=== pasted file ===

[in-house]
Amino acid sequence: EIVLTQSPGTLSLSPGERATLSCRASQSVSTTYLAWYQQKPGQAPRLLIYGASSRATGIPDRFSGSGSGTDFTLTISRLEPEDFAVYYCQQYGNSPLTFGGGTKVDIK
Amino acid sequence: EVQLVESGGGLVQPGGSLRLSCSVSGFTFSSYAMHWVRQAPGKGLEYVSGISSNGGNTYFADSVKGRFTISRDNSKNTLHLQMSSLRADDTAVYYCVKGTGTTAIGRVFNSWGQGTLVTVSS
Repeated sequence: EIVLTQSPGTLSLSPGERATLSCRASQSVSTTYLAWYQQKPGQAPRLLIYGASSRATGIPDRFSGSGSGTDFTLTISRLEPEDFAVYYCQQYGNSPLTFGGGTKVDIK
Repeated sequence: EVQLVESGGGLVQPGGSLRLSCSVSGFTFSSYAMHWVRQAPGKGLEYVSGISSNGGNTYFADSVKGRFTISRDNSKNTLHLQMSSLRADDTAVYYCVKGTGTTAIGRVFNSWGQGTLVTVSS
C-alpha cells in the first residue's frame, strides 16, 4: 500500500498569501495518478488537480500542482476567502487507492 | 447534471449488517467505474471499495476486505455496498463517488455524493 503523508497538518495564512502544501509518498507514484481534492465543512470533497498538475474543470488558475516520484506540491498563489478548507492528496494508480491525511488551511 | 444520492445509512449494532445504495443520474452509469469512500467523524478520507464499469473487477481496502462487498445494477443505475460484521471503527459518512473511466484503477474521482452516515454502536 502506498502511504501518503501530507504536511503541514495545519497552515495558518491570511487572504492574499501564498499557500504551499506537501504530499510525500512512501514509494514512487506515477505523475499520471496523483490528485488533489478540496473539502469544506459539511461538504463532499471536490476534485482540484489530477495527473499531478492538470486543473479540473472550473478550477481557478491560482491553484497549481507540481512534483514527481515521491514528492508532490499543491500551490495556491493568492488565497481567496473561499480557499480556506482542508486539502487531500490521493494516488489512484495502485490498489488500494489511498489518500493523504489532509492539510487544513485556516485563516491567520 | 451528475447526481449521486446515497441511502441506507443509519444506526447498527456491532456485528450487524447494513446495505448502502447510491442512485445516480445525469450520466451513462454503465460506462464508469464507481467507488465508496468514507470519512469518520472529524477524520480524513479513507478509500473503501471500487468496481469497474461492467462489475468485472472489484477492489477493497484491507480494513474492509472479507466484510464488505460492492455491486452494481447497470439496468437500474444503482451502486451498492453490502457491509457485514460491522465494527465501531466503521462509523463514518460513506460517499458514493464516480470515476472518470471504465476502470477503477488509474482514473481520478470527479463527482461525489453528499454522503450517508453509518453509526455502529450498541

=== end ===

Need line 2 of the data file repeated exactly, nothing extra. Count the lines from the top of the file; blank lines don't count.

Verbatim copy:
Amino acid sequence: EIVLTQSPGTLSLSPGERATLSCRASQSVSTTYLAWYQQKPGQAPRLLIYGASSRATGIPDRFSGSGSGTDFTLTISRLEPEDFAVYYCQQYGNSPLTFGGGTKVDIK